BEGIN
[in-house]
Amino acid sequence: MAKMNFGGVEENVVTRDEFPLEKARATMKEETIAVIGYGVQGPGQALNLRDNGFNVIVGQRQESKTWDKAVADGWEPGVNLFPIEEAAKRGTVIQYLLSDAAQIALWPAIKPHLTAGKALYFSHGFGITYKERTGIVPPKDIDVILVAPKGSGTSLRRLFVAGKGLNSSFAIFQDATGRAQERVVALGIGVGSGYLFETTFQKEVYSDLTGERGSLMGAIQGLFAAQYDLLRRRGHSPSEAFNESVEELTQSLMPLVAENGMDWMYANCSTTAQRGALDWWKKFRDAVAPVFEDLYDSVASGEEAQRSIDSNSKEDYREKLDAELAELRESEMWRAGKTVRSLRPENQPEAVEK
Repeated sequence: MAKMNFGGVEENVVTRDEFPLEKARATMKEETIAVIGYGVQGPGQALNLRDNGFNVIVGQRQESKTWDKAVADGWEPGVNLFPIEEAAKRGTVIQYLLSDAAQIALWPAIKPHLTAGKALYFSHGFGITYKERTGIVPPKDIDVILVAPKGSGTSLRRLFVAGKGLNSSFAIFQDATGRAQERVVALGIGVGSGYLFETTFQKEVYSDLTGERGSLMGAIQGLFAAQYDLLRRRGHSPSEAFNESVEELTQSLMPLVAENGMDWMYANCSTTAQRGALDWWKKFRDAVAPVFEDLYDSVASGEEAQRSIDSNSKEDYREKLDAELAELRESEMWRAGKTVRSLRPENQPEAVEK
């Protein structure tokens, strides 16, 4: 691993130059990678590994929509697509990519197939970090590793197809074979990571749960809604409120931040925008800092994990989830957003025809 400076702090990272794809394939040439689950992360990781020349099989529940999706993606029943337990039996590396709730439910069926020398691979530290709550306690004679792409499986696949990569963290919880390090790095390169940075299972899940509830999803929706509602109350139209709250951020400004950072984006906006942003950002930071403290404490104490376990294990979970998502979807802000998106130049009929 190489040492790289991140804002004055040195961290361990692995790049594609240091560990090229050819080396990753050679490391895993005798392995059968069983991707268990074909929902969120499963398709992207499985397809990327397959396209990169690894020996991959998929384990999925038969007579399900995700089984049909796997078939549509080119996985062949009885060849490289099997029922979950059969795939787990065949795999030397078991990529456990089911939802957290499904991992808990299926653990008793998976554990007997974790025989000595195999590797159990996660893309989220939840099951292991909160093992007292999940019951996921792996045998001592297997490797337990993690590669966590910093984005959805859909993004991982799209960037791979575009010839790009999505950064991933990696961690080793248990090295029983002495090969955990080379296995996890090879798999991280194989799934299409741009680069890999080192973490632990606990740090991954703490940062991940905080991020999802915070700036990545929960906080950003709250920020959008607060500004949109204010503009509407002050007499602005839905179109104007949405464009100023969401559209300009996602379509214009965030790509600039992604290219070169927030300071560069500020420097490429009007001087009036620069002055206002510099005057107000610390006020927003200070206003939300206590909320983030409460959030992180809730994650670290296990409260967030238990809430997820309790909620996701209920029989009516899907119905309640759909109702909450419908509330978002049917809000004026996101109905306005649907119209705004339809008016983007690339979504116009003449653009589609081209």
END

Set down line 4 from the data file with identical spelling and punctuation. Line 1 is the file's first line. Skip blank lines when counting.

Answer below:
């Protein structure tokens, strides 16, 4: 691993130059990678590994929509697509990519197939970090590793197809074979990571749960809604409120931040925008800092994990989830957003025809 400076702090990272794809394939040439689950992360990781020349099989529940999706993606029943337990039996590396709730439910069926020398691979530290709550306690004679792409499986696949990569963290919880390090790095390169940075299972899940509830999803929706509602109350139209709250951020400004950072984006906006942003950002930071403290404490104490376990294990979970998502979807802000998106130049009929 190489040492790289991140804002004055040195961290361990692995790049594609240091560990090229050819080396990753050679490391895993005798392995059968069983991707268990074909929902969120499963398709992207499985397809990327397959396209990169690894020996991959998929384990999925038969007579399900995700089984049909796997078939549509080119996985062949009885060849490289099997029922979950059969795939787990065949795999030397078991990529456990089911939802957290499904991992808990299926653990008793998976554990007997974790025989000595195999590797159990996660893309989220939840099951292991909160093992007292999940019951996921792996045998001592297997490797337990993690590669966590910093984005959805859909993004991982799209960037791979575009010839790009999505950064991933990696961690080793248990090295029983002495090969955990080379296995996890090879798999991280194989799934299409741009680069890999080192973490632990606990740090991954703490940062991940905080991020999802915070700036990545929960906080950003709250920020959008607060500004949109204010503009509407002050007499602005839905179109104007949405464009100023969401559209300009996602379509214009965030790509600039992604290219070169927030300071560069500020420097490429009007001087009036620069002055206002510099005057107000610390006020927003200070206003939300206590909320983030409460959030992180809730994650670290296990409260967030238990809430997820309790909620996701209920029989009516899907119905309640759909109702909450419908509330978002049917809000004026996101109905306005649907119209705004339809008016983007690339979504116009003449653009589609081209």